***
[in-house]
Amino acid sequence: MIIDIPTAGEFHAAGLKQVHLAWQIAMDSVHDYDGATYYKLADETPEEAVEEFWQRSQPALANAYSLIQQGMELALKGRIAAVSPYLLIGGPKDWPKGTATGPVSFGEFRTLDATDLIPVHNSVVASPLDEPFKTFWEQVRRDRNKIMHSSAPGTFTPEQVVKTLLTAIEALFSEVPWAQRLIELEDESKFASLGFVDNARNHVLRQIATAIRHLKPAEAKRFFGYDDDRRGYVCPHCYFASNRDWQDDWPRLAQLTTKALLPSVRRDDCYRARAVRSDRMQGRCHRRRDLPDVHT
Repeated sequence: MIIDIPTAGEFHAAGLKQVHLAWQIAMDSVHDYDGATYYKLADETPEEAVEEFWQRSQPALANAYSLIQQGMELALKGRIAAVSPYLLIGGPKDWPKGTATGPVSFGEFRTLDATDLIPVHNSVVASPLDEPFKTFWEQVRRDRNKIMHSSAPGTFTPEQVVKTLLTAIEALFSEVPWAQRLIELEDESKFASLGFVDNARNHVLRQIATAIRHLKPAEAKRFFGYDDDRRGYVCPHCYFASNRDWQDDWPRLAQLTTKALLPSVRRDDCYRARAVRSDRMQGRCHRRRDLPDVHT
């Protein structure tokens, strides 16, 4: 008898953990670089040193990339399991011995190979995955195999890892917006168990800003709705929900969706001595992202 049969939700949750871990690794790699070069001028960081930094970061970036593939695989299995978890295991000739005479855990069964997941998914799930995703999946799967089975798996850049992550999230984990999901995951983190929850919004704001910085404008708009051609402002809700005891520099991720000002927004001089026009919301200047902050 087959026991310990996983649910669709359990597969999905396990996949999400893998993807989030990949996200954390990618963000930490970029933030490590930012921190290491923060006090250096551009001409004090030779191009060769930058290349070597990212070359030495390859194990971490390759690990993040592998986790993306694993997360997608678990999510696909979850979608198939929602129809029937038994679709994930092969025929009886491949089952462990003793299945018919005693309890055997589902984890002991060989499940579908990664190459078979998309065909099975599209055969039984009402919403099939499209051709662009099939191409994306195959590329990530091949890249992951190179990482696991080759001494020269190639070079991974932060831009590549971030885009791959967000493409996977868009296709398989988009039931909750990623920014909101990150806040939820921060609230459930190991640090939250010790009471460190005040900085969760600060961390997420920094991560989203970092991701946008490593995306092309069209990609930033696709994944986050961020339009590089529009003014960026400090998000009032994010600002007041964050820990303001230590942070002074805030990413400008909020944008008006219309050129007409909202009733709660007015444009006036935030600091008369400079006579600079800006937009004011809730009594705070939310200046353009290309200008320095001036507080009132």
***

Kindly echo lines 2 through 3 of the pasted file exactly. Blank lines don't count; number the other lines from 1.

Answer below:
Amino acid sequence: MIIDIPTAGEFHAAGLKQVHLAWQIAMDSVHDYDGATYYKLADETPEEAVEEFWQRSQPALANAYSLIQQGMELALKGRIAAVSPYLLIGGPKDWPKGTATGPVSFGEFRTLDATDLIPVHNSVVASPLDEPFKTFWEQVRRDRNKIMHSSAPGTFTPEQVVKTLLTAIEALFSEVPWAQRLIELEDESKFASLGFVDNARNHVLRQIATAIRHLKPAEAKRFFGYDDDRRGYVCPHCYFASNRDWQDDWPRLAQLTTKALLPSVRRDDCYRARAVRSDRMQGRCHRRRDLPDVHT
Repeated sequence: MIIDIPTAGEFHAAGLKQVHLAWQIAMDSVHDYDGATYYKLADETPEEAVEEFWQRSQPALANAYSLIQQGMELALKGRIAAVSPYLLIGGPKDWPKGTATGPVSFGEFRTLDATDLIPVHNSVVASPLDEPFKTFWEQVRRDRNKIMHSSAPGTFTPEQVVKTLLTAIEALFSEVPWAQRLIELEDESKFASLGFVDNARNHVLRQIATAIRHLKPAEAKRFFGYDDDRRGYVCPHCYFASNRDWQDDWPRLAQLTTKALLPSVRRDDCYRARAVRSDRMQGRCHRRRDLPDVHT